Jobs the issue in German poll

The chubby man on the podium addressing an election rally in the university square in Heidelberg struggles to raise his booming voice above the cacophony of whistles and boos.

He talks of war and peace and freedom, and of the common European home, but his message only seems to send the crowd into a frenzy. "What about jobs, Helmut?" they shout, hoisting placards proclaiming: "4.3 million unemployed".

Chancellor Helmut Kohl ploughs on, unruffled by this unexpectedly hostile reception at his alma mater. "We are Germans, we want to remain Germans, but we are German Europeans and European Germans." He then turns to jobs, but there is no place in his analysis for the European dimension of that dreadful statistic.

Until recently, European integration was recognised by every mainstream political party as the greatest national goal.Now all that has changed in the southern state of Baden- Wurttemberg and its picturesque university town. In Sunday's elections to the Land assembly, voters are being asked to choose between the European dream and the vision of a new economic miracle.

"Stability and employment take priority now - so postpone monetary union," urge the election posters of local Social Democrats, pioneers of the SPD's volte-face on Europe. They argue that the Maastricht criteria for monetary union shackle Germany, preventing it from spending its way out of recession. "I think we should set in motion a European growth and employment initiative at the Maastricht review conference . . . and postpone monetary union for three to four years," says Dieter Spori, the SPD's leader in Baden-Wurttemberg.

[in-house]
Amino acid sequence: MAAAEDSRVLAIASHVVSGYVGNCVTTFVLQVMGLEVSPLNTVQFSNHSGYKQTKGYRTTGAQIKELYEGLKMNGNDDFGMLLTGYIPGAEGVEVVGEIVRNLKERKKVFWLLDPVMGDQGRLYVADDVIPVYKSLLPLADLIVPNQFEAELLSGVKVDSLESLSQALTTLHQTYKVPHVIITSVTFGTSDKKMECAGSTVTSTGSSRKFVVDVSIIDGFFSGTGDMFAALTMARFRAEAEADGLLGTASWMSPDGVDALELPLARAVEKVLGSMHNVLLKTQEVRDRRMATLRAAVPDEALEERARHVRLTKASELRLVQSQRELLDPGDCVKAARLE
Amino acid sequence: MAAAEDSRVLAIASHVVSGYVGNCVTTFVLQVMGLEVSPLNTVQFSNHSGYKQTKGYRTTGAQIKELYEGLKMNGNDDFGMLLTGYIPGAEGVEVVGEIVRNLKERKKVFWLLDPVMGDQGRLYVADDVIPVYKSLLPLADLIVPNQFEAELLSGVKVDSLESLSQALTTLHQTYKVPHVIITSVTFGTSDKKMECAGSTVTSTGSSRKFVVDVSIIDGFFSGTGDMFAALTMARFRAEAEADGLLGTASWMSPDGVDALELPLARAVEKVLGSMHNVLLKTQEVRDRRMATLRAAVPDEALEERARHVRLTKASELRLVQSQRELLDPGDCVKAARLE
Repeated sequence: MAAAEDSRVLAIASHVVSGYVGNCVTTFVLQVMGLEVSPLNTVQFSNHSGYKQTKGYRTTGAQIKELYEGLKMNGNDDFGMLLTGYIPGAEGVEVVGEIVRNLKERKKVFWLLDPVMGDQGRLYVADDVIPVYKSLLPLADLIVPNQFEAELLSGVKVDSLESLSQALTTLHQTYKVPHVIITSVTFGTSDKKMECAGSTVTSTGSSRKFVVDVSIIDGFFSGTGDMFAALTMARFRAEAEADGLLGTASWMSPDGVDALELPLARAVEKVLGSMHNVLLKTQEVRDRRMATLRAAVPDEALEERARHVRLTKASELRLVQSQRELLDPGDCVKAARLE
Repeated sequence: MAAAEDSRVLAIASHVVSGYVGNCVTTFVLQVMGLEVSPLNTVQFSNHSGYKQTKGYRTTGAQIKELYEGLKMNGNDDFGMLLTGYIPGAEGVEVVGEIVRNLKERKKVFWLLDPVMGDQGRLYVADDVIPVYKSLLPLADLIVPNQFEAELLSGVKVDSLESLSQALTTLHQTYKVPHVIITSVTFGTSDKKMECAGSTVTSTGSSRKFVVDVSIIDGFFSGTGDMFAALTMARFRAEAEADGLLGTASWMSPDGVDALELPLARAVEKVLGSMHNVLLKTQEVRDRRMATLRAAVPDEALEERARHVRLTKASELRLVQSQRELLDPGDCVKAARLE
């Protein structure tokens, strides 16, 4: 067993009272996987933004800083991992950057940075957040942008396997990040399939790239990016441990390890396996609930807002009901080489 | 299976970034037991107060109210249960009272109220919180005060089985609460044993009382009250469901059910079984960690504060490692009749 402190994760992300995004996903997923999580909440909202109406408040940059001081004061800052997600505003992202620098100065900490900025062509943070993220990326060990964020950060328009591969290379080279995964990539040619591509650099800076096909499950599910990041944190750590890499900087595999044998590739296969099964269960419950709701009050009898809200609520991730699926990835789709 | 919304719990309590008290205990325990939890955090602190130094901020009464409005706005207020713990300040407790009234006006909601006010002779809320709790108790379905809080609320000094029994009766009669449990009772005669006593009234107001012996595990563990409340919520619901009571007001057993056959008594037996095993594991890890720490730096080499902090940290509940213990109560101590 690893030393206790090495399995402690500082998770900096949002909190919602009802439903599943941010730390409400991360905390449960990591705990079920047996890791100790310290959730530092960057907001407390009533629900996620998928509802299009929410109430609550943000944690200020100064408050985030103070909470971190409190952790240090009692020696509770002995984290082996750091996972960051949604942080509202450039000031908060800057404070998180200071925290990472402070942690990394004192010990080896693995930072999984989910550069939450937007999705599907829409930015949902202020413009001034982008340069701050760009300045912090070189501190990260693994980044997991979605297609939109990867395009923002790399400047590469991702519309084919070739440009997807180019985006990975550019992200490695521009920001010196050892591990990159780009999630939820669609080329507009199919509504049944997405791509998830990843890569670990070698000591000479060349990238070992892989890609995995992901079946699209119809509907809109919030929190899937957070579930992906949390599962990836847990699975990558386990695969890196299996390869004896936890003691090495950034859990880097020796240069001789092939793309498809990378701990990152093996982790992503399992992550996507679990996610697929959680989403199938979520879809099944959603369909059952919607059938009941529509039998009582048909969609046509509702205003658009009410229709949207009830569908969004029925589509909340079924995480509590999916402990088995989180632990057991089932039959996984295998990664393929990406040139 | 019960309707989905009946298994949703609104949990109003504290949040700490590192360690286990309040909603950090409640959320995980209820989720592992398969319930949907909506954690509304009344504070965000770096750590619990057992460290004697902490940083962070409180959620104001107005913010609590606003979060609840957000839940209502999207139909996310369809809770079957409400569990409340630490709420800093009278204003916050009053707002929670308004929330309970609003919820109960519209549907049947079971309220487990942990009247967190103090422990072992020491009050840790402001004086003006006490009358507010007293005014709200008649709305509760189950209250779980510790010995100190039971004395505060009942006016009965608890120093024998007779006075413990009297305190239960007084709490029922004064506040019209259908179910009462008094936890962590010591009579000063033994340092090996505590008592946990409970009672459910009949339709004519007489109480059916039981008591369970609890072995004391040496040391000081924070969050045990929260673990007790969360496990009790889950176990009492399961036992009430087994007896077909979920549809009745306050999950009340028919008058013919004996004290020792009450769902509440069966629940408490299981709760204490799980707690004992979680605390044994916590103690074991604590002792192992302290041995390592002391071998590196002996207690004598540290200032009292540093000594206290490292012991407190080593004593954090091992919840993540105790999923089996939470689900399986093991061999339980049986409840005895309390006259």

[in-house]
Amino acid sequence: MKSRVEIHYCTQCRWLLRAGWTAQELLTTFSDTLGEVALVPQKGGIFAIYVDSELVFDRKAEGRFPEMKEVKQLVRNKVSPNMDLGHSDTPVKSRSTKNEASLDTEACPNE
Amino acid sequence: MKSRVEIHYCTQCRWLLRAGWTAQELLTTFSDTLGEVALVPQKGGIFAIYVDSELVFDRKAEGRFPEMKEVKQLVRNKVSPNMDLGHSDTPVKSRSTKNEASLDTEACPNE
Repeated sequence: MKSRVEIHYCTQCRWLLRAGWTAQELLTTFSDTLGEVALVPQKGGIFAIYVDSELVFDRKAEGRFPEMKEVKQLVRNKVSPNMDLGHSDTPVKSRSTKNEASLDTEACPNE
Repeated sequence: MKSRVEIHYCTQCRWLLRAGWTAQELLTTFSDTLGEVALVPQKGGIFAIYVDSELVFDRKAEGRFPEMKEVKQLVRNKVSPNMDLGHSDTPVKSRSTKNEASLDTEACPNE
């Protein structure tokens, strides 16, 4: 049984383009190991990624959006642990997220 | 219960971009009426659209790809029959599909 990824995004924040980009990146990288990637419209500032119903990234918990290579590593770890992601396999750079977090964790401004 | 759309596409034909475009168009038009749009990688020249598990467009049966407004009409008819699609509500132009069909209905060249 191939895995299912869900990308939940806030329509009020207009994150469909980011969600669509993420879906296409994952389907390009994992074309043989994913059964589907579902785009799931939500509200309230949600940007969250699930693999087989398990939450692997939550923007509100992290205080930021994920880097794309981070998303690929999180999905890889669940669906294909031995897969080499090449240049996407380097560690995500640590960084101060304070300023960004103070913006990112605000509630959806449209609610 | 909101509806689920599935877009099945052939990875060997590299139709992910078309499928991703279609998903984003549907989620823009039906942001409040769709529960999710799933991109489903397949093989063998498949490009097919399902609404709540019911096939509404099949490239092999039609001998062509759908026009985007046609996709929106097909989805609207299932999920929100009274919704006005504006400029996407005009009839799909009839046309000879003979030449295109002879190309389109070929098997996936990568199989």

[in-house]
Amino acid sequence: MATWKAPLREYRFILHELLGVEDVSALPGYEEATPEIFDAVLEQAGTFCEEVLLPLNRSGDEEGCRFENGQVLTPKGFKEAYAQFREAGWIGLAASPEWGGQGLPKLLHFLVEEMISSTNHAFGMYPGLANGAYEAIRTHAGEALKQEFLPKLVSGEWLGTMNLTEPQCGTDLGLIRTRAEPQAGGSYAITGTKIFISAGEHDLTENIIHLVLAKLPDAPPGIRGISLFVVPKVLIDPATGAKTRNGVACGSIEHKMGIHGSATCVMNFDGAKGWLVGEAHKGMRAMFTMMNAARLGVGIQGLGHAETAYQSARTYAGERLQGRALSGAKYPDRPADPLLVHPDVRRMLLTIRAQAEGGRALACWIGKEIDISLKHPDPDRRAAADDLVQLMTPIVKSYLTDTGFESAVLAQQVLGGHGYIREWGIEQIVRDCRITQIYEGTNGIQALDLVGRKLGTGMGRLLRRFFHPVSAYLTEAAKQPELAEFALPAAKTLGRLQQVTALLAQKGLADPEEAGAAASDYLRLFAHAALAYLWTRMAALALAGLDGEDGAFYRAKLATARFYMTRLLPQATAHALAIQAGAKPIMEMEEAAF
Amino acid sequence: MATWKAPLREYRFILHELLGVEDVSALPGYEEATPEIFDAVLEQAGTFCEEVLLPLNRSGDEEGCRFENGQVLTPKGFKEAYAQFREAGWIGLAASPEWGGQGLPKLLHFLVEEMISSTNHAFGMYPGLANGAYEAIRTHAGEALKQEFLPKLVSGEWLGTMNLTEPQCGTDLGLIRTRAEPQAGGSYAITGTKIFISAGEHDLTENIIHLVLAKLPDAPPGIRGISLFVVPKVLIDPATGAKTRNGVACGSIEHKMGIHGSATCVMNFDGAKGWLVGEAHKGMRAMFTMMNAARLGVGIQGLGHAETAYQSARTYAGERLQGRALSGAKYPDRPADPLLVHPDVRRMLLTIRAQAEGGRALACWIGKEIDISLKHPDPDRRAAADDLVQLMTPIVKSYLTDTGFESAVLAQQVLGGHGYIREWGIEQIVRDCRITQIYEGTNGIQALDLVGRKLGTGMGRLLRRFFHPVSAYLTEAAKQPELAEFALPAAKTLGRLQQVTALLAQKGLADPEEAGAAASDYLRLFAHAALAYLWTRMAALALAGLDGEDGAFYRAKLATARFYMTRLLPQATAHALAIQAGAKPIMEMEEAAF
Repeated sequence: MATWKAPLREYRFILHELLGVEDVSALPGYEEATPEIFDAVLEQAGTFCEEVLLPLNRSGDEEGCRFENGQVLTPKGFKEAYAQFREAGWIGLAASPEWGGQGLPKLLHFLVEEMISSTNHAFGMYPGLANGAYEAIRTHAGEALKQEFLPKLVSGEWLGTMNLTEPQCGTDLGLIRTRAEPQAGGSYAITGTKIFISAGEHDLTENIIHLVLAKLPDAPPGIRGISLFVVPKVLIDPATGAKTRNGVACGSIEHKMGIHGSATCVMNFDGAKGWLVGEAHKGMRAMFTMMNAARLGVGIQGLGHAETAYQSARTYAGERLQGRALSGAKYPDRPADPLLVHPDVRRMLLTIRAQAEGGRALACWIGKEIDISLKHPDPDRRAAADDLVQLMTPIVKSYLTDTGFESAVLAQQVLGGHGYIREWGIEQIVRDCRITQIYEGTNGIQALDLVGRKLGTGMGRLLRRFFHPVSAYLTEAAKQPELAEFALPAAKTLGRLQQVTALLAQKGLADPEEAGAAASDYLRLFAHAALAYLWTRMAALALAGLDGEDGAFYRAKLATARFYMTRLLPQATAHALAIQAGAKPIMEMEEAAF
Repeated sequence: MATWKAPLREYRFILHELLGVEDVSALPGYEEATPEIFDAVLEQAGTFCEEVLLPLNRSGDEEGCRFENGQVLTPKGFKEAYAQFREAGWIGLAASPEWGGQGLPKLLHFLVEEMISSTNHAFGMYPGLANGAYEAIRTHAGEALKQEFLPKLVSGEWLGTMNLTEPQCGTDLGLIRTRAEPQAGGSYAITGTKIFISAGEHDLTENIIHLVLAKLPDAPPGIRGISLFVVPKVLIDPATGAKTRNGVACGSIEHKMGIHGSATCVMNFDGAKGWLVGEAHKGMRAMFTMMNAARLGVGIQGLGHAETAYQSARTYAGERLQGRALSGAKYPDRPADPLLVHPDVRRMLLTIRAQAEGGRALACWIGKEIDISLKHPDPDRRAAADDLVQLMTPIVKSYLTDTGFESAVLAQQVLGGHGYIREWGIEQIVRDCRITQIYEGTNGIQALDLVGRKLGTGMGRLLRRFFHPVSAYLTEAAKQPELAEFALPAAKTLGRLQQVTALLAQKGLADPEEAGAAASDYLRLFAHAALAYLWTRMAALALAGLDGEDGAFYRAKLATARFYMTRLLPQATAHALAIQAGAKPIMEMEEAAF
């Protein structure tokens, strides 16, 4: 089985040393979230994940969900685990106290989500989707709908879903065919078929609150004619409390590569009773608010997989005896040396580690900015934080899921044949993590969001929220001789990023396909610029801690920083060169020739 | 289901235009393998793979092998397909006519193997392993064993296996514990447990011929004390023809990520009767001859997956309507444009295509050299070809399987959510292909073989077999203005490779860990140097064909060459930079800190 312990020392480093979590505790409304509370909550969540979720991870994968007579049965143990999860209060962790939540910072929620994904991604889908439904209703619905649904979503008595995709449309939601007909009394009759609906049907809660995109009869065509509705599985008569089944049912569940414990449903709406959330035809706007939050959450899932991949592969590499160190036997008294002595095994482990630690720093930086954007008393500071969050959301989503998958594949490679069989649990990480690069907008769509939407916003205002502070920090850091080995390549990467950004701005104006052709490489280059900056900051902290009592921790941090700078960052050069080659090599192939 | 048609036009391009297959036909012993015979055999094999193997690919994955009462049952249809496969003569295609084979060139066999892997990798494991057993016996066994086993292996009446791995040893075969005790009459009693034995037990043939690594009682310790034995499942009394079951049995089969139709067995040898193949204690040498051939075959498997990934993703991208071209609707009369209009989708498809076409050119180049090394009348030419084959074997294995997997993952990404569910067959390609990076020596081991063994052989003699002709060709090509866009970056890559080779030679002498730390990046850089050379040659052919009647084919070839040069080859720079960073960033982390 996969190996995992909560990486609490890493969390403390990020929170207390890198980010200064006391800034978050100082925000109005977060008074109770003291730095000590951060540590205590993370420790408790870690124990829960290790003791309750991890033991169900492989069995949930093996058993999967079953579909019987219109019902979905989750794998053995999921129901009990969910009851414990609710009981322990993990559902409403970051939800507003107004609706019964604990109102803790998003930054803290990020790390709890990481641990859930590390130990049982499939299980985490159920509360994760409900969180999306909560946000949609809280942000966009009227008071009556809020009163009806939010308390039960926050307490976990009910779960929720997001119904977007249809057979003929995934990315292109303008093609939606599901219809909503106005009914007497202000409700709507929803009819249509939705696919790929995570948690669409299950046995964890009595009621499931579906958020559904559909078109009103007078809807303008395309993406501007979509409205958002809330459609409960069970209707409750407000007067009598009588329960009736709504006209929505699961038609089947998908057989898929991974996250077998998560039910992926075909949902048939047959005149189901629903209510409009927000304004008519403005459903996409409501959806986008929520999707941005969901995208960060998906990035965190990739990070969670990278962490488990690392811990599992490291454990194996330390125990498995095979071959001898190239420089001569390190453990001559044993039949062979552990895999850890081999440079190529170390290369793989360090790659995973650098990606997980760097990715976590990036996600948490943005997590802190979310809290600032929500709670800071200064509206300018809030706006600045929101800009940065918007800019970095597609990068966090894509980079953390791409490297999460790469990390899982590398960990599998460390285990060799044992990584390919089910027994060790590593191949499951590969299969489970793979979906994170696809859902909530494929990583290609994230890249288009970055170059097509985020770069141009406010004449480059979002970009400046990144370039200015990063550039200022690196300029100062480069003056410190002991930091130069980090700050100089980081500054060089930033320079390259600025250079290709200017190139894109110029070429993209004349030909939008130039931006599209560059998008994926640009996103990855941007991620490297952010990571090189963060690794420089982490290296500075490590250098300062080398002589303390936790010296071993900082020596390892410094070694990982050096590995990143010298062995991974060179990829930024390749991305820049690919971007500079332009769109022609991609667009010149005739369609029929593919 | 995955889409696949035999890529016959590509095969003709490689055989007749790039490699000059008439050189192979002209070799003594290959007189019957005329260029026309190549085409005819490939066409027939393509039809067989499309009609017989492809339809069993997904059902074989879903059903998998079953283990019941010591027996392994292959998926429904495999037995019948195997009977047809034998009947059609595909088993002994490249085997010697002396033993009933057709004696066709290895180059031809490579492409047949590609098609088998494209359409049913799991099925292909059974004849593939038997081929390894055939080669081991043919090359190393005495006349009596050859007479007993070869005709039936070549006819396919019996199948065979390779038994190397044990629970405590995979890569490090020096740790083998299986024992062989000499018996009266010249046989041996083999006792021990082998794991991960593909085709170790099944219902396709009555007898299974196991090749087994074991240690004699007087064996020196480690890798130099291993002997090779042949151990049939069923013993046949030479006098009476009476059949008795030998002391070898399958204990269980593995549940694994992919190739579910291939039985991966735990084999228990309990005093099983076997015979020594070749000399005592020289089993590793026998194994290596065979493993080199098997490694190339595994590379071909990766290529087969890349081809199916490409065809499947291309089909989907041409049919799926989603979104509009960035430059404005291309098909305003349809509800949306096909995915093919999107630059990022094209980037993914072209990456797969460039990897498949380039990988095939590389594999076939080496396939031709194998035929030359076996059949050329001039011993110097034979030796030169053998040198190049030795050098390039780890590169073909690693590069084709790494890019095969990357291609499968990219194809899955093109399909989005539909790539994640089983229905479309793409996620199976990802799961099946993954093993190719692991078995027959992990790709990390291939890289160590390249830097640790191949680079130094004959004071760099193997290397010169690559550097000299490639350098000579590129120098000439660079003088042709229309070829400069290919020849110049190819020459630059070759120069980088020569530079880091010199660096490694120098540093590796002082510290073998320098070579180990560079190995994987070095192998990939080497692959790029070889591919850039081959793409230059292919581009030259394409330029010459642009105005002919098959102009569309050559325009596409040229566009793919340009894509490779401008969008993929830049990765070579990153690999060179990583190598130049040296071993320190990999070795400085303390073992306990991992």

Whether this line is adopted by the national leadership depends on how well the party does on Sunday. The omens are not good. "I don't care what happens in 1999. What I want to know is whether there will be a job for me when I get my degree in the summer," says Rita Meissner, one of the students booing Mr Kohl.

Though the SPD's poll rating has gone up by about 5 per cent during the campaign, it remains a distant second behind the Christian Democrats. Even that modest rise has been attributed to another populist slogan which the SPD does not dare to daub across the walls: the call to keep out ethnic Germans immigrants from Eastern Europe.

The other parties are convinced that the SPD is barking up the wrong tree. "[Monetary union] is not an issue that will decide the election," says Walter Doring, the regional leader of the Free Democrats. At stake for him is the survival of his party, and by consequence the survival of Mr Kohl's government.

If the FDP falls below the 5 per cent threshold that bars the way to the three regional assemblies up for grabs on Sunday, then its leaders would feel compelled to leave the coalition in Bonn, depriving Mr Kohl of his majority.

"This is a question of existence not just for the FDP in Baden-Wurttemberg but also for the coalition in Bonn," Mr Doring asserts. At the moment his party is hovering around 6 per cent in Baden-Wurttemberg and neighbouring Rhineland- Palatinate, but is perilously close to annihilation in the northern state of Schleswig-Holstein. Two out of three would be regarded as a good result, and Mr Kohl would be able to breathe a sigh of relief.

Start your day with The Independent, sign up for daily news emails
Have you tried new the Independent Digital Edition apps?
ebooksA celebration of British elections
  • Get to the point
Latest stories from i100
Have you tried new the Independent Digital Edition apps?
Independent Dating

By clicking 'Search' you
are agreeing to our
Terms of Use.

iJobs Job Widget